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Ignore the Ranger loss: Would you rather be a Flames’ fan?

We need to understand the Leafs are trying, but this is the end of their season and the lack of zip is to be expected.

Until very recently, they were very competitive, outplaying some times that had a lot on the line—albeit accomplishing what they did in a pressure-free environment.

We should no more be surprised or disappointed by the recent mediocre play than we should be unduly enthusiastic about their prospects because of the little run they were on.

As I’ve suggested a number of times, it will all be way more important how they start the regular season next October, than how they finish right now. Burke will make yet more changes this summer—a trade of Kaberle perhaps the first among them.

Yes, it would have been nice for Gustavsson to win his last game of the season to send him off “feeling good” mentally over the season, but the guys in front of him last night looked as though they didn’t have much left to give this season. Perhaps they over-achieved for a while. It’s possible the reality of a lousy season coming to an end—and having nothing to play for in the standings—has simply caught up with them. Maybe the players, as professional as they have tried to be through a difficult season filled with personnel changes, have hit a wall.

Part of it is, they’re still not good enough.

Last night was just a bad night. We all know Kaberle understands he is unwanted and hasn’t been himself for quite a while so we can’t expect him to lead the way. Schenn and Gunnarsson were a combined -5 last night. That hasn’t happened lately. Kessel isn’t a hundred per cent physically, after a stretch were he was hot. No one will ever say it, but some guys don’t want to get hurt in meaningless games before the upcoming World Championship invitations.

I’ll post a fuller end-of-season assessment (who’s staying, who’s going) early next week.

For now, it’s safe to say last night will be a distant memory come September and training camp.

The last game in Montreal should be, if nothing else, entertaining. Montreal should have their playoff berth locked up by then, but who knows? If Montreal has something on the line, it could be a great game. The Leafs generally compete hard in Montreal. I can’t imagine they want to finish the season with another poor effort.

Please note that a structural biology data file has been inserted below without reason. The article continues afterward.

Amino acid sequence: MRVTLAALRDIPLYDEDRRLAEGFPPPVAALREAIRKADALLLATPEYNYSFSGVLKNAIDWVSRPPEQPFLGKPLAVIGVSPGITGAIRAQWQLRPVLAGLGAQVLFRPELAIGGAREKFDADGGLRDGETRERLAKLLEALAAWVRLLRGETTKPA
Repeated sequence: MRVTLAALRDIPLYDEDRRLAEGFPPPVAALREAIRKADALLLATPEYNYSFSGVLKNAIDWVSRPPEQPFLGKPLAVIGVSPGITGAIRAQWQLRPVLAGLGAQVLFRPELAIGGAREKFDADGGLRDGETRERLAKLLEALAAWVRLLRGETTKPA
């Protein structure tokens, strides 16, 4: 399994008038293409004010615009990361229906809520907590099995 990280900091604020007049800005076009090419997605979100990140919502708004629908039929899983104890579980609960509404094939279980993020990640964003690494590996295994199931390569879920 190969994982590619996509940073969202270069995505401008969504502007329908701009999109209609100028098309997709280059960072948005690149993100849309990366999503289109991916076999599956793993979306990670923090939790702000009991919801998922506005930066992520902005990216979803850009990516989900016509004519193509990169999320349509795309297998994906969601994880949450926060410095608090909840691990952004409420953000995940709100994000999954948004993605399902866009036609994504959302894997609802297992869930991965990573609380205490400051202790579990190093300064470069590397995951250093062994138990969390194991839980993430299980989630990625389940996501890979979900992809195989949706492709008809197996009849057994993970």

Leaf fans can ask themselves: would we rather be in the shoes of Calgary supporters?

Here’s a team (Calgary) that turfed their coach for not advancing in the playoffs the previous to seasons. Then Lou Lamoriello let coach Sutter leave without compensation, assuming he was not coaching anywhere else and was simply leaving Jersey for personal reasons, when the agenda turned out to be that Sutter wanted to coach in Calgary.

They spent huge money to build a “Big Three” defense with Phaneuf, Regehr and Bouwmeester.

They got the coach they wanted and the players they wanted.

With the goaltending and defensemen they had in place, Iginla and a supporting cast up front, no one in hockey thought they would miss the playoffs.

They struggled at times, then they panicked and made a huge splash, sending Phaneuf to Toronto and acquiring an emerging defenseman in Ian White, and three forwards, before making an equally peculiar deal with the Rangers.

I said at the time and I’ll say it again: the Phaneuf trade was a terrible, terrible deal for the Flames. They moved a guy in Phaneuf who was supposed to be a centerpiece for years to come. That’s fine. Things change. Management priorities change. Maybe Phaneuf, over time, won’t ever be the impact player we all believed he would be.

Calgary acquired White, a solid player. But Toronto gave up three forwards they were hoping to move anyway. To think Calgary didn’t get a bunch of high draft picks, or at least one truly proven, elite player from Toronto in return for a guy who is 24 and was a Norris Trophy candidate not long ago, is mind-boggling. Wouldn’t Kulemin, for example, have been a better pick-up, a player with more upside? He was already showing signs of becoming the player he will be, when the trade was made.

I’m not blaming the former Leafs for Calgary not making the playoffs. The team played some good hockey down the stretch. White in particular seemed to really contribute in Calgary, as he had in Toronto. I just think they could have driven a much harder bargain, because Burke really needed/wanted another elite player to go along with Kessel that he could build around—and to sell his re-modeling plan to the Leaf public.

Now that the Flames have missed the playoffs, are unlikely to have a high-end draft choice in June and un-successfully re-made their roster before the deadline, where are they? If you look at their roster now and you’re a Flames’ fan, you can’t be happy heading into next season.
Toronto Maple Leaf Blog

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